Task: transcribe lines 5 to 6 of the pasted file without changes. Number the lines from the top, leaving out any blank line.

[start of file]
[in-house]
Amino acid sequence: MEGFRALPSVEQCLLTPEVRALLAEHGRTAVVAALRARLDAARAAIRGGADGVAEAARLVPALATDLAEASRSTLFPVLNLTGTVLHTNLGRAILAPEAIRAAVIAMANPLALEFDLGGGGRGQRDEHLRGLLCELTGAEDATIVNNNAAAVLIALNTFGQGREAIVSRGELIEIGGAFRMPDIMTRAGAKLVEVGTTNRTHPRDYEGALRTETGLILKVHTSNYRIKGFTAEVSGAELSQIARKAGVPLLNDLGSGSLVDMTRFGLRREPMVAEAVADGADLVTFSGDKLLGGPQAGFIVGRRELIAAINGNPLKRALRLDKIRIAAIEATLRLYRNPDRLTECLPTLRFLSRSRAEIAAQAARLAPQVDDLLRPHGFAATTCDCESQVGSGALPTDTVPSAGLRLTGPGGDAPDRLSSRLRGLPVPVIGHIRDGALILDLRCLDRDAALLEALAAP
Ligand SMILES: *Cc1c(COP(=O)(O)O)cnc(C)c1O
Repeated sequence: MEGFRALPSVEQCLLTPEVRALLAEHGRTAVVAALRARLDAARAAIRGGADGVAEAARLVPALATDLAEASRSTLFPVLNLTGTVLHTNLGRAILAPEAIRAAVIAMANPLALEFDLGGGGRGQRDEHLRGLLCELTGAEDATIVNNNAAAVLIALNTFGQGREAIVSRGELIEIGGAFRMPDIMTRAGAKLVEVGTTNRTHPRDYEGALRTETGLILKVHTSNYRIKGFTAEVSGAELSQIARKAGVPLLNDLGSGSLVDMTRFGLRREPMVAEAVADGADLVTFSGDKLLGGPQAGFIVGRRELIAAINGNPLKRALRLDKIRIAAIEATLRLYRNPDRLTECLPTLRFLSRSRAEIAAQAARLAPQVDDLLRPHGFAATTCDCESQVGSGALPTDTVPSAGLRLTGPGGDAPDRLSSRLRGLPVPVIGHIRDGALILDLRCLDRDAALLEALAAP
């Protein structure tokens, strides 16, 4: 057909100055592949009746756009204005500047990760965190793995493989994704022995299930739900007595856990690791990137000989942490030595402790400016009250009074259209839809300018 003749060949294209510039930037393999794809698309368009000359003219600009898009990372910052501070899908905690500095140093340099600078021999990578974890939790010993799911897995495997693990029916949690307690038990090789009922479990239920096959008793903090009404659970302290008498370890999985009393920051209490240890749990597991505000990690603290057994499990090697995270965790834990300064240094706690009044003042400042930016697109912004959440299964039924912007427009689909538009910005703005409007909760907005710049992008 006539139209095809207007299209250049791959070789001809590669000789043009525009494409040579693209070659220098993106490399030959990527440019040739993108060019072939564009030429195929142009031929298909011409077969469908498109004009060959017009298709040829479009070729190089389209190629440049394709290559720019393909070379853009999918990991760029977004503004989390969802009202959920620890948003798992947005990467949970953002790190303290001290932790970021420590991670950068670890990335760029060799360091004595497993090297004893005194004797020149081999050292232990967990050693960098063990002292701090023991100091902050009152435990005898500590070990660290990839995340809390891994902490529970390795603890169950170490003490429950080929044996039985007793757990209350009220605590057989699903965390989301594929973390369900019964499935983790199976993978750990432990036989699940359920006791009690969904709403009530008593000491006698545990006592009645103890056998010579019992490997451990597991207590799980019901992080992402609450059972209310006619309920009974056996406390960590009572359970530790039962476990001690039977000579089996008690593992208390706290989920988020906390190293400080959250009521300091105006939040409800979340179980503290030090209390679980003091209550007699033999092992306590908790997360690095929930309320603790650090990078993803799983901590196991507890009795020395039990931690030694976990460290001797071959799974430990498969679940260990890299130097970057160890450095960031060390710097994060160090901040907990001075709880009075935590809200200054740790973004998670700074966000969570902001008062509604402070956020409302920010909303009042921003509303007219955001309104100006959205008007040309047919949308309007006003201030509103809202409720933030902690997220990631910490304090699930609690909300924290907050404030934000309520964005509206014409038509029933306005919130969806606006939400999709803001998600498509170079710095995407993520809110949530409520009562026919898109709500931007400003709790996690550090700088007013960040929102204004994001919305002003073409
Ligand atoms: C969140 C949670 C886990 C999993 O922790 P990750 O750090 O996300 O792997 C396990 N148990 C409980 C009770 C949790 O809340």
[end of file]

């Protein structure tokens, strides 16, 4: 057909100055592949009746756009204005500047990760965190793995493989994704022995299930739900007595856990690791990137000989942490030595402790400016009250009074259209839809300018 003749060949294209510039930037393999794809698309368009000359003219600009898009990372910052501070899908905690500095140093340099600078021999990578974890939790010993799911897995495997693990029916949690307690038990090789009922479990239920096959008793903090009404659970302290008498370890999985009393920051209490240890749990597991505000990690603290057994499990090697995270965790834990300064240094706690009044003042400042930016697109912004959440299964039924912007427009689909538009910005703005409007909760907005710049992008 006539139209095809207007299209250049791959070789001809590669000789043009525009494409040579693209070659220098993106490399030959990527440019040739993108060019072939564009030429195929142009031929298909011409077969469908498109004009060959017009298709040829479009070729190089389209190629440049394709290559720019393909070379853009999918990991760029977004503004989390969802009202959920620890948003798992947005990467949970953002790190303290001290932790970021420590991670950068670890990335760029060799360091004595497993090297004893005194004797020149081999050292232990967990050693960098063990002292701090023991100091902050009152435990005898500590070990660290990839995340809390891994902490529970390795603890169950170490003490429950080929044996039985007793757990209350009220605590057989699903965390989301594929973390369900019964499935983790199976993978750990432990036989699940359920006791009690969904709403009530008593000491006698545990006592009645103890056998010579019992490997451990597991207590799980019901992080992402609450059972209310006619309920009974056996406390960590009572359970530790039962476990001690039977000579089996008690593992208390706290989920988020906390190293400080959250009521300091105006939040409800979340179980503290030090209390679980003091209550007699033999092992306590908790997360690095929930309320603790650090990078993803799983901590196991507890009795020395039990931690030694976990460290001797071959799974430990498969679940260990890299130097970057160890450095960031060390710097994060160090901040907990001075709880009075935590809200200054740790973004998670700074966000969570902001008062509604402070956020409302920010909303009042921003509303007219955001309104100006959205008007040309047919949308309007006003201030509103809202409720933030902690997220990631910490304090699930609690909300924290907050404030934000309520964005509206014409038509029933306005919130969806606006939400999709803001998600498509170079710095995407993520809110949530409520009562026919898109709500931007400003709790996690550090700088007013960040929102204004994001919305002003073409
Ligand atoms: C969140 C949670 C886990 C999993 O922790 P990750 O750090 O996300 O792997 C396990 N148990 C409980 C009770 C949790 O809340």